The California Consumer Privacy Act (CCPA) is the first of its kind Privacy Act in the country established to secure consumer data. Similar to the GDPR Regulation, the Act which was passed in the year 2018 is a statutory requirement that the organizations operating or running a business in California need to comply with if they fall in the scope of the regulation. With the Act coming to effect, the law makes it harder for businesses to collect and deal with consumer’s personal information than ever before. While the CCPA took effect on January 1, 2020, the enforcement of the Act including the imposition of penalties came into effect only in June. Let us today through this article CCPA Compliance Guide and understand what is the California Consumer Privacy Act and to which organization does this Act applies in the State.
What is the California Consumer Privacy Act(CCPA)?
The CCPA is a law designed to protect the data privacy rights of citizens living in California. The Act gives citizens the right to control the use of their personal information which is collected by organizations for their business. The Consumer Privacy Act includes transparency right that requires companies to inform consumers about the data collected and shared. Further, it grants them the right to access, delete, or opt-out, if they wish to do so. The law has enforced companies to provide more information to consumers about the use of their data and given them control over the usage and sharing of their data. The act ensures that citizens are given a chance to opt-out of having their information used in a way that they disapprove of.
Who does CCPA Affect?
The CCPA law is for all businesses that collect and sell consumer “personal information” for their business. However, there are a few exemptions that are clearly stated in the law and are highlighted below for your reference. If a company falls under one of the following criteria, the CCPA law will apply to them.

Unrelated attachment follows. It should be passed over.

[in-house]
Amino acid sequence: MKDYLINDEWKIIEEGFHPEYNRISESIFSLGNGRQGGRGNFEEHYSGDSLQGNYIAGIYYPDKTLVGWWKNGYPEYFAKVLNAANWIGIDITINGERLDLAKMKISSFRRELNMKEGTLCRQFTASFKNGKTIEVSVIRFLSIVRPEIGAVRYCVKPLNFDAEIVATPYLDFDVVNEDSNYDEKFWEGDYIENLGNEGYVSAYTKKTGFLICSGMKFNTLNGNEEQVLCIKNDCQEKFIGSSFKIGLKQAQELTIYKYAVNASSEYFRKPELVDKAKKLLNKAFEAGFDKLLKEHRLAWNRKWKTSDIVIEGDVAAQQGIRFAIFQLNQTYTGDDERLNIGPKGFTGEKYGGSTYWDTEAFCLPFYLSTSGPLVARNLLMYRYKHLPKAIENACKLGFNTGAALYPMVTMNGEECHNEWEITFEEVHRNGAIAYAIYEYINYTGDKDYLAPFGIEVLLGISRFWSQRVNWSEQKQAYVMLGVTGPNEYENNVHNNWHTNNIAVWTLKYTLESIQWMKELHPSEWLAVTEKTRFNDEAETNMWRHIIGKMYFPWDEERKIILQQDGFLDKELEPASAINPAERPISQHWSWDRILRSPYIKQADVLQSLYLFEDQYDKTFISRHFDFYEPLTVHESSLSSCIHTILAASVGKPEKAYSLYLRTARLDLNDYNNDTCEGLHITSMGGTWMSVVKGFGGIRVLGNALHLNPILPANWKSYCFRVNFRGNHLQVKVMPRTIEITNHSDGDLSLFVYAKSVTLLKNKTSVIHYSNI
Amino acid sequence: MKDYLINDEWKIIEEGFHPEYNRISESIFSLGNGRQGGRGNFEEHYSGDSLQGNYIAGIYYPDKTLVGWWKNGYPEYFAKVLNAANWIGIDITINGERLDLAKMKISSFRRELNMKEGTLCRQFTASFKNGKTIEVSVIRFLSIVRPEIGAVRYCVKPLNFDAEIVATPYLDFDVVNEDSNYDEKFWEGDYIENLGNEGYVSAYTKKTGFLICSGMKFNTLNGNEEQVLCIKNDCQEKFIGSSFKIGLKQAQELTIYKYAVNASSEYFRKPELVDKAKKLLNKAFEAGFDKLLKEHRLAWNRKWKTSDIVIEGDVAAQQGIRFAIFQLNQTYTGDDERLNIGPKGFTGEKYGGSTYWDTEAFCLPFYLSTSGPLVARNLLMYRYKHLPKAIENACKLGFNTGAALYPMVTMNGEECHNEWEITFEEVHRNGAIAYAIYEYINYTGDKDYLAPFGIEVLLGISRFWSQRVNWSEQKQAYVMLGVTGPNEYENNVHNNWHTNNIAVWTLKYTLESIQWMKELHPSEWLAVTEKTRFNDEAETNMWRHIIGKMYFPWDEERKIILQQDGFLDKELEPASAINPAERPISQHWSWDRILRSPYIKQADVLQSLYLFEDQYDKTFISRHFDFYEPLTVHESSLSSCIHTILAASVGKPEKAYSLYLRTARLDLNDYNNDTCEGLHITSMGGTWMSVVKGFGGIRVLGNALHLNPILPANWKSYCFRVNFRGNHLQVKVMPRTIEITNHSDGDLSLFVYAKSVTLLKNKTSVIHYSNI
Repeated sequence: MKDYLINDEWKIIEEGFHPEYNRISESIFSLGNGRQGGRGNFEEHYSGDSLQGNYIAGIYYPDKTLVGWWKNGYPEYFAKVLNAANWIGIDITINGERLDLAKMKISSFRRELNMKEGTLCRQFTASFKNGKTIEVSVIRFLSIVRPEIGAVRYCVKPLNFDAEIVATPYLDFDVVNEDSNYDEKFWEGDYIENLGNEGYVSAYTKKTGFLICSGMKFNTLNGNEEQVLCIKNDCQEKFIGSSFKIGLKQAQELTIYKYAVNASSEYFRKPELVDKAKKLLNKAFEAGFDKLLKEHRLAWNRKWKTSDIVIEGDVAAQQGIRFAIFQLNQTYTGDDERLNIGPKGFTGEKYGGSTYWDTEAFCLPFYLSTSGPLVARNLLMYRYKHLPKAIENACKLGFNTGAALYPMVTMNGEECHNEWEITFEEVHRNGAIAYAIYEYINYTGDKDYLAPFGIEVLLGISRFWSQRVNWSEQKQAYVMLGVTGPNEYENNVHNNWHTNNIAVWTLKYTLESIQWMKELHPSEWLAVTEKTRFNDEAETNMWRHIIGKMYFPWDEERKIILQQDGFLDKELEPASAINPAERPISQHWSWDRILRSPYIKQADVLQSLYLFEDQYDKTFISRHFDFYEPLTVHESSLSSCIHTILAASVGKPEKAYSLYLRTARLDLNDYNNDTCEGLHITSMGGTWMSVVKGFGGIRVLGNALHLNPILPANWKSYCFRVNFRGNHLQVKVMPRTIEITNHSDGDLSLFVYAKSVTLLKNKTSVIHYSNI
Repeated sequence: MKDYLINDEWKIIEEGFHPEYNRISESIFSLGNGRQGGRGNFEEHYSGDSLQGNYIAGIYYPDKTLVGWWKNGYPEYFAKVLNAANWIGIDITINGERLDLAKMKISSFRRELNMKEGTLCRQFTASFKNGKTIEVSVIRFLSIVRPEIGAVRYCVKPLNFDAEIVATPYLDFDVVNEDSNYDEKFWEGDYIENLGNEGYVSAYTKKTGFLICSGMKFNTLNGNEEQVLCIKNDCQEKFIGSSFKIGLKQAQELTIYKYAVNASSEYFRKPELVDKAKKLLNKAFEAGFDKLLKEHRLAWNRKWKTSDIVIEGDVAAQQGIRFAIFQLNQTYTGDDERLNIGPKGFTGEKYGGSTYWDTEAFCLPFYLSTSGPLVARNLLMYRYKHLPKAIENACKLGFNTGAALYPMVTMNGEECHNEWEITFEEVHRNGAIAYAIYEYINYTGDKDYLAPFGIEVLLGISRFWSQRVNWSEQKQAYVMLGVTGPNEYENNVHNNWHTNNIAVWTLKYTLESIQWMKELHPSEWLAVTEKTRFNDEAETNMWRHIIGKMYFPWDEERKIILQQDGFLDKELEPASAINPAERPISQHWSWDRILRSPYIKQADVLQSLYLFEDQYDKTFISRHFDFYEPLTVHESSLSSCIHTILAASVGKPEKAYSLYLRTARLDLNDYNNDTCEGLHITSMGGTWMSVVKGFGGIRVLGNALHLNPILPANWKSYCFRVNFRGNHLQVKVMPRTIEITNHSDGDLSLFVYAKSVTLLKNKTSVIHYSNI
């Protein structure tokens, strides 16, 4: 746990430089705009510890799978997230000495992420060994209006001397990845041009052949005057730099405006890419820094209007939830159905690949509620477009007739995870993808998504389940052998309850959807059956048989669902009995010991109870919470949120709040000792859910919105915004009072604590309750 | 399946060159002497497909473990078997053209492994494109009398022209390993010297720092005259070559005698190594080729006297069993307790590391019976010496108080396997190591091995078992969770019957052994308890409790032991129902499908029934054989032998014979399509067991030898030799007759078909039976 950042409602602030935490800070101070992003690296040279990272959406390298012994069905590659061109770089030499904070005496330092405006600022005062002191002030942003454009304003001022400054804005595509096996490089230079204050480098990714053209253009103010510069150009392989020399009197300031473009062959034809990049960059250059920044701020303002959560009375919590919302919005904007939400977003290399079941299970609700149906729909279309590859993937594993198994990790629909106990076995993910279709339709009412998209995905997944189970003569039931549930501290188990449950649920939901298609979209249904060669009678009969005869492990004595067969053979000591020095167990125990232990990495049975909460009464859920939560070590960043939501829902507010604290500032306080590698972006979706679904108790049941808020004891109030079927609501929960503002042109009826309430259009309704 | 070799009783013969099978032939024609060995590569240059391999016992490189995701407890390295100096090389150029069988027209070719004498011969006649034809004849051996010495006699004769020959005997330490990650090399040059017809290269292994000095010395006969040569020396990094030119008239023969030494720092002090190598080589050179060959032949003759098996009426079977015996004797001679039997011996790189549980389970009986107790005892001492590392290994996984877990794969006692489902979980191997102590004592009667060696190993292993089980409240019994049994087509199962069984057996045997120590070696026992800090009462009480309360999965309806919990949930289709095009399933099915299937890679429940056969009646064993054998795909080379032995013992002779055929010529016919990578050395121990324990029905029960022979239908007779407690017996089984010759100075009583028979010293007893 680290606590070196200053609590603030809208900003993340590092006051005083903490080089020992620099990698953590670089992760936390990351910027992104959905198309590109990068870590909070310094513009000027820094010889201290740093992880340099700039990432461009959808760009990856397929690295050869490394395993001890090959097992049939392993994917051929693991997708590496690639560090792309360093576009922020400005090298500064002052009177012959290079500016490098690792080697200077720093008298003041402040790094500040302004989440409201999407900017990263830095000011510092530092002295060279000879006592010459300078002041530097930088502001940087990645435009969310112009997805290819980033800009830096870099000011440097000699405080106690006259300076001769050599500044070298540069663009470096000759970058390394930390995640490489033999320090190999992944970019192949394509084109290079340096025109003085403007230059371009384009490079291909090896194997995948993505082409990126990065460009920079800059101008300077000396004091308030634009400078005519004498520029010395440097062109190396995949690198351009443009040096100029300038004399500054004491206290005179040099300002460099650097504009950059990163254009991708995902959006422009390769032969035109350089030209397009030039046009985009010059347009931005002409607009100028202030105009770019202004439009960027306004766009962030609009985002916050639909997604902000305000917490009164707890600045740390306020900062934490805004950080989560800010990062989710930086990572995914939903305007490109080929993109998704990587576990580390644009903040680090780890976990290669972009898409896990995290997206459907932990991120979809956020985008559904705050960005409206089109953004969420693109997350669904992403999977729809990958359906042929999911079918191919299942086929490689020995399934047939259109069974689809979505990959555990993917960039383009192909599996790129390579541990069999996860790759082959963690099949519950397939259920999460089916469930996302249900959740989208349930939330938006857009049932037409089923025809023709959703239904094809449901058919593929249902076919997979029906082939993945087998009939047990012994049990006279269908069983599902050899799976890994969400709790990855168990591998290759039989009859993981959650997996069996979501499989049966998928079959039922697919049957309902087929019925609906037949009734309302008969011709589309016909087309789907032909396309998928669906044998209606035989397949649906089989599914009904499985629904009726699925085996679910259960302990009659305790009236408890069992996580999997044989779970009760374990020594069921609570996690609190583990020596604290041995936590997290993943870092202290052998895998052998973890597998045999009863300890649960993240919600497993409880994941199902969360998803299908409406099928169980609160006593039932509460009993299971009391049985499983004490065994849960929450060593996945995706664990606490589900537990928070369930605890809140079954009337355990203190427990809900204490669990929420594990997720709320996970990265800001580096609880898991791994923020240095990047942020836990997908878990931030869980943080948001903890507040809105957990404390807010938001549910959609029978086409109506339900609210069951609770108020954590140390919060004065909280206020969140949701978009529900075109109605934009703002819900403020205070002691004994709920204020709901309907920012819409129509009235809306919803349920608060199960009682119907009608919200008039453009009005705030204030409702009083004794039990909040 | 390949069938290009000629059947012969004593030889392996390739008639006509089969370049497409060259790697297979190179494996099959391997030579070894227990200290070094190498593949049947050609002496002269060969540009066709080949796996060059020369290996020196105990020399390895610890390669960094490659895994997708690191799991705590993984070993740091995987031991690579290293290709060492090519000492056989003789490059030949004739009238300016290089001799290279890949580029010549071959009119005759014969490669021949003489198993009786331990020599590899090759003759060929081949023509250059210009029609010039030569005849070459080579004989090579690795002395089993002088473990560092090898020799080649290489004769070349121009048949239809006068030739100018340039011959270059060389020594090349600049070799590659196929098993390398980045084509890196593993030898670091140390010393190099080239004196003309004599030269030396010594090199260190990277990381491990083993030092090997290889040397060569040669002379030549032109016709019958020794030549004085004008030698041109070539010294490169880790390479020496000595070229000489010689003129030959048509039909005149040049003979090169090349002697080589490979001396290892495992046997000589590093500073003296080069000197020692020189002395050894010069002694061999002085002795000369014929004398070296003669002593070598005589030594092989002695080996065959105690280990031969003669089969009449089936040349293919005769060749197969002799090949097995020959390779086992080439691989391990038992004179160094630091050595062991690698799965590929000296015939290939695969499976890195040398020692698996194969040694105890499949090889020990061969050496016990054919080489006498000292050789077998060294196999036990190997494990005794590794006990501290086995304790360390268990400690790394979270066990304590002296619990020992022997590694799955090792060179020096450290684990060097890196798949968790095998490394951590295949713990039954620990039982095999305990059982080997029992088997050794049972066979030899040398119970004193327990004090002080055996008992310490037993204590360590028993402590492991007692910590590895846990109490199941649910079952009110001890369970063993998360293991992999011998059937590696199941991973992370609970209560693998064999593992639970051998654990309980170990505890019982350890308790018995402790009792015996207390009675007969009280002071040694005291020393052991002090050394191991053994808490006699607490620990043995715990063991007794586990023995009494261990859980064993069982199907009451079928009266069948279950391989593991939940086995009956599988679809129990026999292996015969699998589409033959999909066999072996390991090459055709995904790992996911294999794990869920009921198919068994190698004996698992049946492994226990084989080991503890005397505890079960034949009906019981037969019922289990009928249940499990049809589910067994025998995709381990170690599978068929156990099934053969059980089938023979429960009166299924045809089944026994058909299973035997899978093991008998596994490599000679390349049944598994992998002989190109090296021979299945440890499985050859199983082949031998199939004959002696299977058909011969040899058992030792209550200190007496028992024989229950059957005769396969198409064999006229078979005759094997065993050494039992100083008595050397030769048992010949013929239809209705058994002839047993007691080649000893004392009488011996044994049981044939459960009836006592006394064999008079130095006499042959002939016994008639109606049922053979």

- A company that uses, stores and transmits consumer’s personal data and earn $25 million or more in annual revenue, broadly fall under this category.
- Possess personal data of more than 50,000 “consumers, households, or devices” or
- Earn more than half of its annual revenue selling consumers’ personal data.
However, the CCPA does not apply to the following organizations for they already fall under the federal data security law-
- Health Care Providers and Insurers who fall under HIPAA.
- Banks and Financial Companies covered by the Gramm-Leach-Bliley Act.
- Credit Reporting Agencies that fall under the Fair Credit Reporting Act.
Also Read : CCPA Compliance Checklist
California Consumer Privacy Act Enforcement & Penalties
The California Attorney General will enforce the CCPA Act. However, the CCPA provides for a “private right of action” in case of a breach/theft or disclosure of non-encrypted personal information. Consumers and their private attorneys can bring legal action for statutory damages which can range from anywhere between $100 to $750 per violation or actual damages, whichever is greater. However, it is important to note that consumers need not prove the actual incurred financial loss, but only need to prove that the company has violated the law. So, companies should be wary of potential litigation or lawsuit against them for being non-compliant.
How can VISTA InfoSec help companies achieve CCPA Compliance?
VISTA InfoSec based in the USA, Singapore, and India has a glorious 16 years of experience in Compliance and Governance for the Information Security Industry. Our team of Compliance who are industry experts can help organizations take control over CCPA Compliance requirements. We collaborate with the client organization’s IT team to build a comprehensive compliance plan that helps implement privacy controls and manage ongoing compliance effectively. Our team will assess the organization’s readiness to comply with CCPA requirements and accordingly suggest the implementation of industry best practices for achieving compliance objectives. Our team of experienced consultants can review business operations and, identify risks and gaps relative to the requirements of CCPA. Based on our findings and analysis, we then help businesses build a strategy to address issues and achieve Compliance.